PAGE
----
A continuing program of research and development is focusing on the use of controlled illumination by light-emitting diodes (LEDs) to treat mucositis and to accelerate healing of wounds. The basic idea is to illuminate the affected area of a patient with light of an intensity, duration, and wavelength (or combination of wavelengths) chosen to produce a therapeutic effect while generating only a minimal amount
This method of treatment was originally intended for treating the mucositis that is a common complication of chemotherapy and radiation therapy for cancer. It is now also under consideration as a means to accelerate the healing of wounds and possibly also to treat exposure to chemical and radioactive warfare agents.
Radiation therapy and many chemotherapeutic drugs often damage the mucosal linings of the mouth and gastrointestinal tract, leading to mouth ulcers (oral mucositis), nausea, and diarrhea. Hyperbaric-oxygen therapy is currently the standard of care for ischemic, hypoxic, infected, and otherwise slowly healing problem wounds, including those of oral mucositis. Hyperbaric-oxygen therapy increases such cellular activities as collagen production and angiogenesis, leading to an increased rate of healing. Biostimulation by use of laser light has also been found to be effective in treating mucositis. For hyperbaricoxygen treatment, a patient must remain inside a hyperbaric chamber for an extended time. Laser treatment is limited by laser-wavelength capabilities and by narrowness of laser beams, and usually entails the generation of significant amounts of heat.
The present method offers an attractive alternative to hyperbaric-oxygen and laser treatments: It is not necessary to confine the patient to a hyperbaric chamber, treatment times are relatively short, LED arrays can illuminate large areas, and the exposure of the patient to heat generated by an LED array can readily be limited.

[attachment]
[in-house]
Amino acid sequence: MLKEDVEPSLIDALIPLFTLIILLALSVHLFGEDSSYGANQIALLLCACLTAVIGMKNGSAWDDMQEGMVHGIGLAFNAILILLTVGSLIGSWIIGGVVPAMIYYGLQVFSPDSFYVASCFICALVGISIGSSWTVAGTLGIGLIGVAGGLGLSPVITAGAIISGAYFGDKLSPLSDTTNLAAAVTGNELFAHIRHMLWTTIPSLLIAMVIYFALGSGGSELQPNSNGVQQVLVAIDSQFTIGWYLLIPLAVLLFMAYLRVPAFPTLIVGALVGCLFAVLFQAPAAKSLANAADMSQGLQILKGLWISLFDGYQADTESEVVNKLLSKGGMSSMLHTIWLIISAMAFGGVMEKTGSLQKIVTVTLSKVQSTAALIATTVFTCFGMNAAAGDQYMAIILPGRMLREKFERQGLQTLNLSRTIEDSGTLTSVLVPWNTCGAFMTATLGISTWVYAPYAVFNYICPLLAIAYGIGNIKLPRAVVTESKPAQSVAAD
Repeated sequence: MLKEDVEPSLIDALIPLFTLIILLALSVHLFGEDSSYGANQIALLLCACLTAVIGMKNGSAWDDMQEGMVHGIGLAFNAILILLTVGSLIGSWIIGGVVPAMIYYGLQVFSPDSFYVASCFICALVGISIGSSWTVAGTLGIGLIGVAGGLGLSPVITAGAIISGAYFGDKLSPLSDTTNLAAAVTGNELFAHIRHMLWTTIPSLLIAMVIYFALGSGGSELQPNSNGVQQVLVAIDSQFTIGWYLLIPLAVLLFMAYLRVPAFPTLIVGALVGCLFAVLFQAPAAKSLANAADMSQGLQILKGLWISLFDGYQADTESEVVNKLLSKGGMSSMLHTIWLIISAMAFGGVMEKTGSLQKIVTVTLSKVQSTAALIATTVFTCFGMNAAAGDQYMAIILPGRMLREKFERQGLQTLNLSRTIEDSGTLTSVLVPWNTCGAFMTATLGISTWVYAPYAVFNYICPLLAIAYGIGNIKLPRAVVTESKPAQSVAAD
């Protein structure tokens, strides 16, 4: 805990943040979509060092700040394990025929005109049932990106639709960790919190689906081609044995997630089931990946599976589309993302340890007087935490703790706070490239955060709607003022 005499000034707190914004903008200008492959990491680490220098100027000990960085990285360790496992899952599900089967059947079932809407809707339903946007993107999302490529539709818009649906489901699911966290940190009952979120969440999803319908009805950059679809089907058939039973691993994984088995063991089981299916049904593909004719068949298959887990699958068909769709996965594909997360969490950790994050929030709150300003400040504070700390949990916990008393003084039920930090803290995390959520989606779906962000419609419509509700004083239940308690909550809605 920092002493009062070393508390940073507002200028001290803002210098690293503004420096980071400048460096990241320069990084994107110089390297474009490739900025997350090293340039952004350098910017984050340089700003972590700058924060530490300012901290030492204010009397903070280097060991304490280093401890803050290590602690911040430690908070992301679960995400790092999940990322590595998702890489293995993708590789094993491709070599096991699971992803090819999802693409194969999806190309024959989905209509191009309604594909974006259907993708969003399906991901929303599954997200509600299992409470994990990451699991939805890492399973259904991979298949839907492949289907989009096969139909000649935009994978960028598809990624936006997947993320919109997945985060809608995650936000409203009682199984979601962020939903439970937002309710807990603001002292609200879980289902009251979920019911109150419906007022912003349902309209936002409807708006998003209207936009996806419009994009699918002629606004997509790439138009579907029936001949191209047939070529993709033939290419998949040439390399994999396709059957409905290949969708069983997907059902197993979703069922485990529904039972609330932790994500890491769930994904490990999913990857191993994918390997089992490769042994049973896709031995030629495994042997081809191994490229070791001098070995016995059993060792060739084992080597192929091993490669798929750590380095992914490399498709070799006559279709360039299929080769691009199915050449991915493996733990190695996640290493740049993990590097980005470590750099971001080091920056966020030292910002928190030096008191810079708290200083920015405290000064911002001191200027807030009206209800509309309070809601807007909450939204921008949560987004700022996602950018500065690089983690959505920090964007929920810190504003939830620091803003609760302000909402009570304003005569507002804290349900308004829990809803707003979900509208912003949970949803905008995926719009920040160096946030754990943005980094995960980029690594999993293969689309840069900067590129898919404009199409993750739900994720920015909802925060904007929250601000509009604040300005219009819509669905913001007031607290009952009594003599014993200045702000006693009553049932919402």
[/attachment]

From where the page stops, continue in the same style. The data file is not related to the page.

The figure depicts two examples representative of the range of sizes of treatment apparatuses according to the present method. The preferred sources of light in an apparatus of this type are substantially monochromatic doubleheterojunction GaAlAs LEDs arranged in an array large enough to expose the affected area of a patient uniformly at the required intensity. If light of a single wavelength is to be used, then the wavelength believed to be optimal for treating mucositis is 688 nm. If LEDs of 688-nm wavelength are not available, then one could use a three-wavelength combination (680, 730, and 880 nm) that is believed to be an optimal combination for treating mucositis; in this case, the LEDs of the three different wavelengths would be placed side by side in an array. Other single wavelengths and combinations of wavelengths may also be suitable.
In addition to the wavelength(s), the energy density should be chosen to maximize the biostimulatory effect. Moreover, the power density must exceed a threshold level in order to exert a biostimulatory effect. The optimal energy density has been determined to be about 4 J/cm2. This energy density could be delivered, for example, at a power density of 60 mW/cm2 (which exceeds the threshold) during an exposure time of 70 seconds. Such a short treatment time is particularly desirable for treating a young child.
This work was done by Robert W. Ignatius, Todd S. Martin, and Charles Kirk of Quantum Devices, Inc. for Marshall Space Flight Center.
In accordance with Public Law 96-517, the contractor has elected to retain title to this invention. Inquiries concerning rights for its commercial use should be addressed to: Ronald W. Ignatius, Founder & Chairman
Quantum Devices, Inc.
P.O. Box 100
112 Orbison Street
Barneveld, WI 53507
Refer to MFS-31651, volume and number of this NASA Tech Briefs issue, and the page number.